"There are some who feel that venting their personal anger or deeply held opinions is more important than conducting themselves as Jesus Christ taught. How we disagree is a real measure of who we are and whether we truly follow the Savior. It is appropriate to disagree, but not appropriate to be disagreeable. If we show love and respect even in adverse circumstances, we become more like Christ."  This couldn't have come at a more perfect time in my life.  This is something I sometimes have a hard time with. Mainly when it comes to my family.  I always mean well, but I do tend to give my opinion maybe more than it is needed.  For example, my sister called to update me on her life. It started out as a nice conversation and ended with me lecturing her on some choices.  By the time we hung up I was worried she was going to never talk to me again! So here is my question to you. How do you give your opinion without crossing the line? How do you bring the love of the Savior when sharing something you think is right? Should you give advice or just keep your mouth shut? How do you disagree without being disagreeable?  

Wednesday, September 5, 2012

Heaven Is Here by Stephanie Nielson

To say this book was inspiring would be an understatement.  Stephanie Nielson tells her story of getting married, starting a family, living a happy life and then the terrible day that changed everything.  Her and her husband were in a plane crash in Arizona and she was burned over 80% of her body.  She tells of her darkest hours and how she was able to get through it all.  Here are just a few things I learned/was reminded of in this book.

1. Family is Everything. While Stephanie spent months in the hospital her family took care of her and her kids. That is the best part of families. We may not always get along, but I know my family is 100% there for me and I would be there for them. There is no other bond like family!
2. Hold on to your faith. Sometimes in the darkest times it is easy to lose faith and even blame God for the bad. But that is when we need Him the most.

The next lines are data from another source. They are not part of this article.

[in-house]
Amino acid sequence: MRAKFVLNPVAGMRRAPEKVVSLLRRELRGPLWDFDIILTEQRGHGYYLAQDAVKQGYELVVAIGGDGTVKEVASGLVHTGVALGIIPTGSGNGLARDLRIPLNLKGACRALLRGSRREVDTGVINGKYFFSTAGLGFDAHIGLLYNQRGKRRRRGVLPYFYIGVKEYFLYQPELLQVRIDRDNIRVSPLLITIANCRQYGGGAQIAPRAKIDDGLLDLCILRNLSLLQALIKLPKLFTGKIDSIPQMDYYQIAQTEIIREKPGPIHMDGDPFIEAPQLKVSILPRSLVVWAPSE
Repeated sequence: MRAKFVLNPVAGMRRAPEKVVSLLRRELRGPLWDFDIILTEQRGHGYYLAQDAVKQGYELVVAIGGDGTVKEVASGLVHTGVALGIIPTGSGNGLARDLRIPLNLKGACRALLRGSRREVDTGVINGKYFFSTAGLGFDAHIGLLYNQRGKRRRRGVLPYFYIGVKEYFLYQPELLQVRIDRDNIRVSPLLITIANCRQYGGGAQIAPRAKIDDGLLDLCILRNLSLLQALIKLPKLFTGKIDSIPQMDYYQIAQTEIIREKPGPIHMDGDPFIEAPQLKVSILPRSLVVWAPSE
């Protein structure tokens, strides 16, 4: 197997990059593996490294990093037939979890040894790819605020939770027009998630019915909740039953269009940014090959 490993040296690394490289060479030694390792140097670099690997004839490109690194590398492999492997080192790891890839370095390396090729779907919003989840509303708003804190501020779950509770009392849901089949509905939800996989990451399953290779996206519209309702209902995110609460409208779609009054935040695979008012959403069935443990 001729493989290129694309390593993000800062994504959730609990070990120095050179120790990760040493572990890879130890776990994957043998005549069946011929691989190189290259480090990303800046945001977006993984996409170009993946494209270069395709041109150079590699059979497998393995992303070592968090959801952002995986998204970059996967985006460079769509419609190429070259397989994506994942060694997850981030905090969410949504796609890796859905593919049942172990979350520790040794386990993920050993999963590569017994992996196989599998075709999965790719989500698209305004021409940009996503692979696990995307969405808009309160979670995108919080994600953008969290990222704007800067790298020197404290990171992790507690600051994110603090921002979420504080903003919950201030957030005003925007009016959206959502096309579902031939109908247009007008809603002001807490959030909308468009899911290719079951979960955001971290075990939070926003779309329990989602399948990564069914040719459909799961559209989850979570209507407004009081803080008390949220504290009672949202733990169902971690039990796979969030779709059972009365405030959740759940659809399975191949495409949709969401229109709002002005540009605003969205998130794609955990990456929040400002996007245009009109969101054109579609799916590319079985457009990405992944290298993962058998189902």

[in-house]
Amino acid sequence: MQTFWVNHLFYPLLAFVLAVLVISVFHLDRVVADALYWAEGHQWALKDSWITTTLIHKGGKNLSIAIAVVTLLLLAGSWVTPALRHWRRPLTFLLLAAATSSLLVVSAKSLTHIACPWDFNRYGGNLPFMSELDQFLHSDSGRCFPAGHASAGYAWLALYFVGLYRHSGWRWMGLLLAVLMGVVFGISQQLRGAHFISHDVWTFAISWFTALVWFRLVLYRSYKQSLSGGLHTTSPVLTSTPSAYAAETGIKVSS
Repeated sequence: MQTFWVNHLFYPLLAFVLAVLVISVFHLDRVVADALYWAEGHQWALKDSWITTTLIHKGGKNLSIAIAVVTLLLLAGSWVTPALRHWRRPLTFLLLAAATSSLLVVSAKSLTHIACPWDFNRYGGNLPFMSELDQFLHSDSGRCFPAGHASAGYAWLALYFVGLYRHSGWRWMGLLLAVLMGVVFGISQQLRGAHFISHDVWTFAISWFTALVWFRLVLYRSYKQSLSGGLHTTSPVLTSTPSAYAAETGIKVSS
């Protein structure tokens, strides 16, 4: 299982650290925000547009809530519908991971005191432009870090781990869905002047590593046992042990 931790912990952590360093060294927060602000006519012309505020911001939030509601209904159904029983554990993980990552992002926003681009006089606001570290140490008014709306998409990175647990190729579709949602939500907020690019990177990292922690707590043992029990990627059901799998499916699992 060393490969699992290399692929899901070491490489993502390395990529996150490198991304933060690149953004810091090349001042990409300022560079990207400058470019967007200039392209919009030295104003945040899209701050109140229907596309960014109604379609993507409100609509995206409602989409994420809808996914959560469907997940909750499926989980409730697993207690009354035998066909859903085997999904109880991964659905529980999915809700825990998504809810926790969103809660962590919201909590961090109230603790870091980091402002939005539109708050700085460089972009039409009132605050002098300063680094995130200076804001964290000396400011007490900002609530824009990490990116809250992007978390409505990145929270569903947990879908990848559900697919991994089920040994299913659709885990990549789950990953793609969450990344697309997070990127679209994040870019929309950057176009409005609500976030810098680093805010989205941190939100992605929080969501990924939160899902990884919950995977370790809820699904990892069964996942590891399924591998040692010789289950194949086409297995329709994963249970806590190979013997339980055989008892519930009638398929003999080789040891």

3. We are strong. Do I think I could make it through what Stephanie did...Nope, but we are stronger than we think. This past year has been one of my hardest. There were moments I didn't think I could take much more. I spent a lot of time on me knees praying for strength and God has continued to carry me along.
4. Happily ever after.  The road to get there may be bumpy, painful, scary and hard but it will all be worth it when we make it there.    

Here goes nothing...

I have never been much of a reader or good with writing. So this could end up being the most boring blog ever, but what is the worst that could happen! Now that I am a stay-at-home mom I need something to do while my daughter is napping besides watching TV.  I know there is plenty that I should be doing but I have learned I need to recharge my battery and just have some quiet time too. I also come from a big family but don't live close to home right now, so by blogging what I am reading about it will keep them up to speed with what I am up to.
Not sure what kind of books I was even interested in, I turned to my facebook friends and got a lot of suggestions.  I started in July with a few murder mysteries by Harlan Coben. They were entertaining, but ended up giving me bad dreams...which is easy to do. I also just felt like I was wasting time.  I want to be learning, growing spiritually or working on ways to better myself during my down time. 
So if anybody decides to follow my blog I hope I can share some good books with you. However this blog is not really for reviewing books. It is more about sharing what I am learning.

PS. Did my blog title bring back memories for anybody? California Raisins rap - Books: Check Em Out